Dr. Lee received B.S.E. in Engineering Science - Bioengineering from the University of Michigan, Ann Arbor, MI in 1998 and received MD and PhD (Cardiovascular Physiology) degrees from New York Medical College, Valhalla, NY in 2004.  He completed a clinical residency in Anesthesiology as well as a clinical and research fellowship at Columbia University College of College of Physicians and Surgeons.  Dr. Lee joined Columbia University Department of Anesthesiology Faculty in 2000 and received university tenure in 2007.  Dr. Lee’s clinical interests include Anesthesia for liver transplantation and complex liver surgery.  Dr. Lee's translational research focuses on the mechanisms and therapies of perioperative ischemic acute kidney and liver injury.  Dr. Lee’s laboratory uses multiple molecular and biochemical approaches as well as in vivo techniques to elucidate the mechanisms and protective signaling pathways involved in kidney and liver injury.  Dr. Lee has been continuously funded by NIH RO1 grants since 2000.  He was appointed as the director of Transplant Anesthesiology and as Vice Chair for Laboratory Research in 2009.  

Steve Mercer, MD

Henrik H. Bendixen Professor of Anesthesiology and Vice Chair of Clinical Affairs/OR Management 

Teresa A. Mulaikal, MD

Anesthesiology Residency Program Director

Dr. Mulaikal completed both her anesthesiology residency and fellowships in our department.  She is a member of the Adult Cardiothoracic Anesthesiology and Critical Care Divisions.  Her clinical practice is dedicated to the management of patients undergoing open heart surgery and recovering from post-cardiotomy shock.  She has a clinical interest in the use of mechanical circulatory devices and the ethics of end of life care in this era of technological innovation.  Since joining our faculty in 2013, Dr. Mulaikal has demonstrated her passion, dedication and commitment to education in our department. She has held several leadership positions in education, has experience designing and implementing innovative educational programs, and exploring evaluations methods. This has included creating the PGY-1 curriculum, developing an educational bootcamp, and restructuring the clinical clerkships based on resident feedback.  She also facilitated the first and second annual mock OSCE in our department.  On a national level, she is an American Board of Anesthesiology question author for the critical care board certifying examination.  Dr. Mulaikal is highly dedicated to providing an engaging educational experience for our trainees and developing the next generation of leaders in our field.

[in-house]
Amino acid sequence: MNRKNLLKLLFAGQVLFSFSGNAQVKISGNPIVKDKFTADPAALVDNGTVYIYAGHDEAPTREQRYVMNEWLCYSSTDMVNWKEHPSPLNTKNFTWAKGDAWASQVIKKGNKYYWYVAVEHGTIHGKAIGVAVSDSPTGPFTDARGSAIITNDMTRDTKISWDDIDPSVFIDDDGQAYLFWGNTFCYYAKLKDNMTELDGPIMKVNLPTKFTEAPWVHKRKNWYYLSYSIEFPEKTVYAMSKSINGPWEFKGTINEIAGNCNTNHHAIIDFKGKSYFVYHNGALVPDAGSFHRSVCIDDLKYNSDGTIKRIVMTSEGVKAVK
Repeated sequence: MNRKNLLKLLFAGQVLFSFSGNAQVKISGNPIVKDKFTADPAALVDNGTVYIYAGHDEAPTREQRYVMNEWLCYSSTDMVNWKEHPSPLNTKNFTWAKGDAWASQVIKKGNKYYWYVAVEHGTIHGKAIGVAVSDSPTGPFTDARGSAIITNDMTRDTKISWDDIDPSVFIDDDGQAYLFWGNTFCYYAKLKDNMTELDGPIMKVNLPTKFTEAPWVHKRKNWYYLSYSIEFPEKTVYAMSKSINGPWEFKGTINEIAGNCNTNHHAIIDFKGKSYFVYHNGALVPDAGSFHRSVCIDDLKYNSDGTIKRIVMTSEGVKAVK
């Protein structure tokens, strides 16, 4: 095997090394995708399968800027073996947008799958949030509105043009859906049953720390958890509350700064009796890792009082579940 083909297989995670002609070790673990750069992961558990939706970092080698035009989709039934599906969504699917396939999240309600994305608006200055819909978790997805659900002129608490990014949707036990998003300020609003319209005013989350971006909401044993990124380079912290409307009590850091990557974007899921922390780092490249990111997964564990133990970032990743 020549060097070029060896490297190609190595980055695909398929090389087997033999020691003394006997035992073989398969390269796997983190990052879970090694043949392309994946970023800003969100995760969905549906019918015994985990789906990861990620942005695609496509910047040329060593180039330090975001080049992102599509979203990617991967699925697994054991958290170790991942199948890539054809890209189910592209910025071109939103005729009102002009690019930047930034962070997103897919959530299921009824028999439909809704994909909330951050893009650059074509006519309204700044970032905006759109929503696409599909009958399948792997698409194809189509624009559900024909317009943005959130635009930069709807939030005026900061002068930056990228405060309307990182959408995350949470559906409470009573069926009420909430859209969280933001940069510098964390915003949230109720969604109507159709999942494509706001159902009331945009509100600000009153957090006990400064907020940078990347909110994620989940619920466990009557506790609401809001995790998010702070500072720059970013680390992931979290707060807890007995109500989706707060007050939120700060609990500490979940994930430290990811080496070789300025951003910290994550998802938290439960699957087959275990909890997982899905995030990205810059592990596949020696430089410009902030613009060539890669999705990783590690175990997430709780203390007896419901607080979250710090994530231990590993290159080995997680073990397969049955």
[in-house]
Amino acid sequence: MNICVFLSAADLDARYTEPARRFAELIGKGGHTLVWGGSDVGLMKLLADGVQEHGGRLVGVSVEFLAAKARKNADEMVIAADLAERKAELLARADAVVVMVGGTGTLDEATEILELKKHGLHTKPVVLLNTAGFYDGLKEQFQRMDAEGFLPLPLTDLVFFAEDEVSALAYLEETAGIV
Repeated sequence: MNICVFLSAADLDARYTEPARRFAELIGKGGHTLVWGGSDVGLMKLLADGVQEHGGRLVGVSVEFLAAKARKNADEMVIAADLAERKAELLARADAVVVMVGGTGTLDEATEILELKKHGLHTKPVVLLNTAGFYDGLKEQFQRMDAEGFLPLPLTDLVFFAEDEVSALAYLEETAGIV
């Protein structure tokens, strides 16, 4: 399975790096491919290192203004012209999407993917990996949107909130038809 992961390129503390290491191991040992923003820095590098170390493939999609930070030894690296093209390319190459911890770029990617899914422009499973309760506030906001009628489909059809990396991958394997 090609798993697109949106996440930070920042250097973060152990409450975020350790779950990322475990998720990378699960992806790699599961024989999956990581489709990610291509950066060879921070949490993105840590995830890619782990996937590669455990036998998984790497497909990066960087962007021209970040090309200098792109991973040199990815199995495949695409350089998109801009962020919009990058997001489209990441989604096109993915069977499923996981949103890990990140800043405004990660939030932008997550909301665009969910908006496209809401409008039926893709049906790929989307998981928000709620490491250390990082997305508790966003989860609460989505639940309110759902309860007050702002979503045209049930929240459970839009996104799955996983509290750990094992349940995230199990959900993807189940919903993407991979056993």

Leila M. Pang, MD

Vice Chair of Resident Education & Ngai-Jubilee Professor of Anesthesiology

Clinically, Dr. Pang is a member of the Pediatric Anesthesia Team where she takes care of patients from the very tiny premature to the very large 20 year old for all disciplines of surgery. Included in her areas of expertise are anesthesia for organ transplantation and congenital defects. Over the years, because of her special interest in education, she has been the moderator/facilitator for many Problem-Based Learning Discussions sponsored by the American Society of Anesthesiologists and has given the basic pharmacology lecture to the second-year medical students on inhaled anesthetics.

Lena S. Sun, MD

Emanuel M. Papper Professor of Anesthesiology and Pediatrics and Executive Vice Chair

Dr. Lena S. Sun is E.M. Papper Professor of Pediatric Anesthesiology, and Professor of Anesthesiology, and Pediatrics, the Chief of Pediatric Anesthesiology at Columbia University Medical Center. Dr. Sun is board certified in Anesthesiology, Pediatrics and Pediatric Anesthesiology and is the Chief of the Division of Pediatric Anesthesiology.  Dr. Sun’s research has received NIH, FDA and foundational funding support. She is the principal investigator of the multi-site Pediatric Anesthesia & NeuroDevelopment Assessment (PANDA) study.  This study examined the long-term neurodevelopmental outcome in children who had early childhood anesthesia exposure, and was published in the June 7 issue of JAMA. Dr. Sun is a Councilor-at-large of AUA and was recently appointed as the Medical Director of SmartTots, a public private partnership between the FDA and IARS , that supports and advocates for research that will make anesthesia safer for infants and children.

Robert A. Whittington, MD

Professor of Anesthesiology at CUMC; Vice Chair for Faculty Development; Assistant Dean for Faculty Development; Office of Academic Affairs